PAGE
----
Mother's Day is upon us, and I find that this day always makes me think about the parts of motherhood that I didn't expect. There are good and bad sides to this. For some of us, our idea of motherhood before it happens it a shiny, idealized version, filled with warm cookies and snuggly babies, a utopian vision of having it all. For others, motherhood is the dark twisted version, filled with unfulfilled promises and insufficient love, a failed attempt at steadiness. No matter what your experience of motherhood is before you have kids, the reality, once we’re doing it, lies somewhere in the middle.
I love being a mother (most days) and I couldn’t imagine my life without kids (most days), but like most parts of life it’s not without its complexities. There have been a lot of facets of motherhood that I didn’t expect. It’s a complicated undertaking, this raising of humans business, and I suppose it’s hard to understand until you’re doing it. As much as it was explained to me, as much as I thought I got it… I didn’t. And I find myself surprised over and over again.
I didn’t expect to struggle so much. I thought I’d be so good at this—patient and loving, gentle but firm. Instead, I find myself losing my temper all too frequently. I yell. I point my finger. I guilt. These were not things I wanted to do, and I do them in spite of myself. I didn’t expect to feel like a failure so often. Failing my own expectations, my children’s expectations, society’s expectations—there’s a lot to live up to.
I didn’t expect every new phase throw me for a loop. The thing you learn quickly about parenting is that just as you think you have something figured out, your kid will go and change. Every time. Even with a 9 year old and a 7 year old, even as we’ve entered this wonderful phase of more independence, I still find myself baffled by each new challenge, each new stumbling block. I didn’t expect that even after nearly a decade of parenting, I still feel like a rookie.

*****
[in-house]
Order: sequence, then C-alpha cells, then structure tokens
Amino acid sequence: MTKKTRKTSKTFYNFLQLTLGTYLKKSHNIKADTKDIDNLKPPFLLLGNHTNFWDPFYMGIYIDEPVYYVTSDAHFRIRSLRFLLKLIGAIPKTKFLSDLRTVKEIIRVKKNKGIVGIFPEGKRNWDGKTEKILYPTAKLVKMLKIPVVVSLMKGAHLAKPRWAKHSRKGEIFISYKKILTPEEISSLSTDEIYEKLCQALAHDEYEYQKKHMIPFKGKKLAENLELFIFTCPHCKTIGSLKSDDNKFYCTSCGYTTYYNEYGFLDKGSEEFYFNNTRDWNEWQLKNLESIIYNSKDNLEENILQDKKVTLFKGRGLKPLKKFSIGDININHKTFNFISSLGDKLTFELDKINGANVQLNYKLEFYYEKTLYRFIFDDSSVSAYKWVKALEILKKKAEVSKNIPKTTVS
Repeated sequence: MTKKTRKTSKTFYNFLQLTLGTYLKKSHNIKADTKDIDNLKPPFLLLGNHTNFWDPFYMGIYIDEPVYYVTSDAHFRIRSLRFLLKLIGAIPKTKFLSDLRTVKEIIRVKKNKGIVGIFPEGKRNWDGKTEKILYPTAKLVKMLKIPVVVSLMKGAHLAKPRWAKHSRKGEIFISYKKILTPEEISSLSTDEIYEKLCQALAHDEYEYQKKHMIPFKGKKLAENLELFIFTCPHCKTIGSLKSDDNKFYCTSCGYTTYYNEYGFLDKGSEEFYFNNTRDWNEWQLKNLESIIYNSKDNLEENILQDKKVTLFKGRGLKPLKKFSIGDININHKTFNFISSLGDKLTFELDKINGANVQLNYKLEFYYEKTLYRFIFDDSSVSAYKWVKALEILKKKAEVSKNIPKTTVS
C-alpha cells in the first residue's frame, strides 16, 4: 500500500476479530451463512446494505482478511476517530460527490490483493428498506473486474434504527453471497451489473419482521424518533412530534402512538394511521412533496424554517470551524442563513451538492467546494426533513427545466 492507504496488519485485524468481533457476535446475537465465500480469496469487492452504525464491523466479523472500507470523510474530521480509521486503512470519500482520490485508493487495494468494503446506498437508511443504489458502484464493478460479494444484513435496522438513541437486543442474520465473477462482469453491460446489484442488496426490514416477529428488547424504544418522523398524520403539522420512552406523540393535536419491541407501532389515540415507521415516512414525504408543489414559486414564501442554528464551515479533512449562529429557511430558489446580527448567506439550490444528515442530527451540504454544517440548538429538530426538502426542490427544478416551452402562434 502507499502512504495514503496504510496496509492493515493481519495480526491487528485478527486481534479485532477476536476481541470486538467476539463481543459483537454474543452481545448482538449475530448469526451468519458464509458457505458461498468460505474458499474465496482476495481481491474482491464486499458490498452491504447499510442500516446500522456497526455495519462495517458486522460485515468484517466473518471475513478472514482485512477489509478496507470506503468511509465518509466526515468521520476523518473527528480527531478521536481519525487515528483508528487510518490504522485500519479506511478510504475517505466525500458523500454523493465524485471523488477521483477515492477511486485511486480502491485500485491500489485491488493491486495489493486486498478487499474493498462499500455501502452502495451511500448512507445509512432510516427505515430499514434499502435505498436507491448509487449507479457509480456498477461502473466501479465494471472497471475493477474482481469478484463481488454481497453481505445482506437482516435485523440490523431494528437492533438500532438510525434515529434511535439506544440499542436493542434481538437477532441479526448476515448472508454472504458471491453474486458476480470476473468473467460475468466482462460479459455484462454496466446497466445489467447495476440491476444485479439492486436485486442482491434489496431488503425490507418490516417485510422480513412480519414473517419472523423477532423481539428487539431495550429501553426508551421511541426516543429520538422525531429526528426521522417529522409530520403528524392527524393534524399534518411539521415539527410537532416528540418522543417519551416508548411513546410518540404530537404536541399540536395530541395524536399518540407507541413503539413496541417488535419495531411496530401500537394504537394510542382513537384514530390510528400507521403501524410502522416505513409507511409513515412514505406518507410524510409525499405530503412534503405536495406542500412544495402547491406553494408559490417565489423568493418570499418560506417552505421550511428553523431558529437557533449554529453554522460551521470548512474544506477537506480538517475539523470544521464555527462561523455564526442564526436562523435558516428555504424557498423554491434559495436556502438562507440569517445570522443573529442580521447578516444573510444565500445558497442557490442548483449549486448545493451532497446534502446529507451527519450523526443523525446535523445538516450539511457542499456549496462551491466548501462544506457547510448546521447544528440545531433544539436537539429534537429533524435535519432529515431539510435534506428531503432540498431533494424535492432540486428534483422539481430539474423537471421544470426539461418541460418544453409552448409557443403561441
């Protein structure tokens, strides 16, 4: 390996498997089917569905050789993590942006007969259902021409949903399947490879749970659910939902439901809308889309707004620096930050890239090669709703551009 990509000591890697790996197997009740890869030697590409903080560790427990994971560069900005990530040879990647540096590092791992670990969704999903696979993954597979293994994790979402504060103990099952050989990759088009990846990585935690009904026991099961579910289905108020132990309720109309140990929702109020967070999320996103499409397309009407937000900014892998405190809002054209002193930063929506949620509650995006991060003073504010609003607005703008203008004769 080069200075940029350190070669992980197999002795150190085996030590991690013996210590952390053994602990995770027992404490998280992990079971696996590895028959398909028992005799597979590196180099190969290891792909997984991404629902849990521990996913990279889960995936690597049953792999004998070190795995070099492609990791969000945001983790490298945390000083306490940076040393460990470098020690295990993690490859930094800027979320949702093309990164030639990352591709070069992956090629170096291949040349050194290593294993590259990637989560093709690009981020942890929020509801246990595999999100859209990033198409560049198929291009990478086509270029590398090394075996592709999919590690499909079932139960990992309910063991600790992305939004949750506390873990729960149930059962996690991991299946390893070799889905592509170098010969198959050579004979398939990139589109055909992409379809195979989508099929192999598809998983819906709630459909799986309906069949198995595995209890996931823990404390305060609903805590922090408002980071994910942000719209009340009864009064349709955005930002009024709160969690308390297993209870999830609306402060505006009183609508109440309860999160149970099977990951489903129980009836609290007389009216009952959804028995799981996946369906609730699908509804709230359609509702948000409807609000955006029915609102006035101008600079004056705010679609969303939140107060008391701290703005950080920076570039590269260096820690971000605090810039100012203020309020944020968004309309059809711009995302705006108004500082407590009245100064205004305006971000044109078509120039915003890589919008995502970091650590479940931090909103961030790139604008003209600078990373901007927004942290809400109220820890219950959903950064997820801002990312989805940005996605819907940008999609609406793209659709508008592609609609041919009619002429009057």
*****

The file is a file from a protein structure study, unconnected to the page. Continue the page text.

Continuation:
I didn’t expect the profound loneliness that comes with becoming a mother. I imagined I was joining this great sisterhood—a place in which we could all band together and support each other without judgement. And while I have been lucky enough to find my own little sisterhood to help support me and buoy me and remind me that I can do this while I do the same for them, we’re still alone in this so much of the time. I hadn’t expected the weight of motherhood to leave me gasping as often as it has.
I didn’t expect the deep cellular fierceness with which I would love my kids and need to protect them. As cliché as it sounds, I didn’t truly understand love until I had my babies, and now my intense need to protect them is overwhelming. I didn’t expect to be so frightened for them all the time. I didn’t expect to feel so helpless as they grow older and I can’t fix everything for them.
I didn’t expect to be so grateful to have two of them. Both my Smartner and I are only children, and we weren’t totally sure about having more than one kid. When our little one came along and we saw the complete adoration between them, it was impossible to imagine life without both of them. Watching the joy and love and support and protection they bring each other is overwhelmingly beautiful, and I never expected to be so grateful that they have each other.
There’s a lot about motherhood, and parenthood in general, that’s impossible to expect. I find myself bowled over by the beauty and difficulties over and over again. And so, to honor the dark and the light, the surprises and unexpected parts, I wanted to do a series that reflects the complexities of motherhood as it really is. The next few posts at Smarty Mommies will reflect the unexpected, for better or worse, and how we navigate that.
I invite you to read, to share the parts of motherhood that you never expected, and to know that whether it was good or bad, joyous or difficult, lonely or fulfilling, you’re not alone. We see you, Mama, and we’re with you.